Named in April as an Excellence Awards finalist in the Application Development category, VSTS is part of an important shift in the focus of development tool makers from the "what and how" to the "who and why" of developers contributions.
Microsoft hopes that VSTS will make development support a higher-volume technology, but even developers with no Microsoft ties should consider the message being telegraphed by VSTS and by other tool making efforts such as the Eclipse Application Lifecycle Framework.
It has been a long time since any provider of development technology has pitched an optimizing compiler, or even a symbolic debugger, for review by eWEEK Labs. The leverage of tools such as these, at the lowest levels of the code stack, is recognized by developers today as a source of diminishing returns.
Whats wanted now—by developers, other stakeholders in quality assurance and business-unit leaders—are tools that tighten the feedback loop controlling which goals are met, as well as how new technology will relate to present and future enterprise processes and information assets.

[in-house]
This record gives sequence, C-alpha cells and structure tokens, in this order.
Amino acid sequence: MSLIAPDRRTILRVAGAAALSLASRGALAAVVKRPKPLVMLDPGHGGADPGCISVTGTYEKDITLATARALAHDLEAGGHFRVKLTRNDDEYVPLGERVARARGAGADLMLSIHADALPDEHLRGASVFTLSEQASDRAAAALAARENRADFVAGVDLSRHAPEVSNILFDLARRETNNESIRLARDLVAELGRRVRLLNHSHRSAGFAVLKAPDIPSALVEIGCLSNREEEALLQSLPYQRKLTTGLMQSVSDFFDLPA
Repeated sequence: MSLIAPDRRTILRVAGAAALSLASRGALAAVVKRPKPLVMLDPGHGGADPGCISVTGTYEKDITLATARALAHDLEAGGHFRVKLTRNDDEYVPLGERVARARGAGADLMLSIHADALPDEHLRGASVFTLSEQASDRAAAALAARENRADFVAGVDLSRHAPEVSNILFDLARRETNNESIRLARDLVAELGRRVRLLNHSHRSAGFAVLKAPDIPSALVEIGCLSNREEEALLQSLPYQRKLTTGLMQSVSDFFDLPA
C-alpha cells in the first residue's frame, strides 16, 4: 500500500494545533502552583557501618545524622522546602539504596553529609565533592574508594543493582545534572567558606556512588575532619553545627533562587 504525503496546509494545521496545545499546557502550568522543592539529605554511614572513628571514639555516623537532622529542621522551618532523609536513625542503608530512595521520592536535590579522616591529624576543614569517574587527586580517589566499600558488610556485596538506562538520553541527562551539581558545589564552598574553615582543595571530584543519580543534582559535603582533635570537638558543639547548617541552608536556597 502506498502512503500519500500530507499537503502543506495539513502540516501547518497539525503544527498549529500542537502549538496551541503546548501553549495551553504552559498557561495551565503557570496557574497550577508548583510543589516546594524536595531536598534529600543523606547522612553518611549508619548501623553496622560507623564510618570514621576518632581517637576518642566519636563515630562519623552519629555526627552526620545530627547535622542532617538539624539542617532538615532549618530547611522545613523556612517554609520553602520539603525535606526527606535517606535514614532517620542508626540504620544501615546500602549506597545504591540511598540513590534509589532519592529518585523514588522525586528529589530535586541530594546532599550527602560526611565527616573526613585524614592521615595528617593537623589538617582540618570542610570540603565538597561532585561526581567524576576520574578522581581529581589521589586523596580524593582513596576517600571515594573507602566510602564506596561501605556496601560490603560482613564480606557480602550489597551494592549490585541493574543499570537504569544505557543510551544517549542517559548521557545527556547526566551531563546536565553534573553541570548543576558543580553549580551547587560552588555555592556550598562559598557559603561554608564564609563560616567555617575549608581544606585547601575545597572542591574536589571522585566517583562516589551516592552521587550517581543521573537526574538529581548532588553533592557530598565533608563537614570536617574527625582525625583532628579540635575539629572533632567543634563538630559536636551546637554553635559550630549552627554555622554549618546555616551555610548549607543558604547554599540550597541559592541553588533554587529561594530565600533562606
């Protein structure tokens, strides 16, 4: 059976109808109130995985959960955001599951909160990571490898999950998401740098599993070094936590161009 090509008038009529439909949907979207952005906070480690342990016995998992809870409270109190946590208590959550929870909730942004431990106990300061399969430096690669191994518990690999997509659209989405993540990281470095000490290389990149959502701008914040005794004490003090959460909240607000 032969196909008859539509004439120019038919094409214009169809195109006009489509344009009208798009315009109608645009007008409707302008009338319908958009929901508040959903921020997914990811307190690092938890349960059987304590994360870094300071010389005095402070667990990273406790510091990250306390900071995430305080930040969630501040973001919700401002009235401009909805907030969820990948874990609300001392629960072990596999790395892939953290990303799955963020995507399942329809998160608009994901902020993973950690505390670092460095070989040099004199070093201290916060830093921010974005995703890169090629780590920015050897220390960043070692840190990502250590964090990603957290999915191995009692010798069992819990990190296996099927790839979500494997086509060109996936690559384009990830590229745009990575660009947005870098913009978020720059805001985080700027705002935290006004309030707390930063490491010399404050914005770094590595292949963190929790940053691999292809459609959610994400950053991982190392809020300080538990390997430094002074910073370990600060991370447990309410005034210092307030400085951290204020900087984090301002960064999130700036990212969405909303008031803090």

Borland Software, for example, burned its boats and set off into life-cycle-process territory with its shift from in-house development environments to the Eclipse platform early this year. Lesser-known companies, such as VersionOne, are likewise looking to make their mark by improving processes rather than twiddling bits.
eWEEK Labs and News, therefore, are taking this opportunity to look at issues of IT governance affecting developers, as raised by IBM Rational Vice President Lee Nackman and Sun Microsystems Tools Development Manager Robin Smith, and to offer brief examinations of Microsofts VSTS and this weeks release of VersionOnes V1: Agile Enterprise—with an eye toward their contributions to todays top development goals.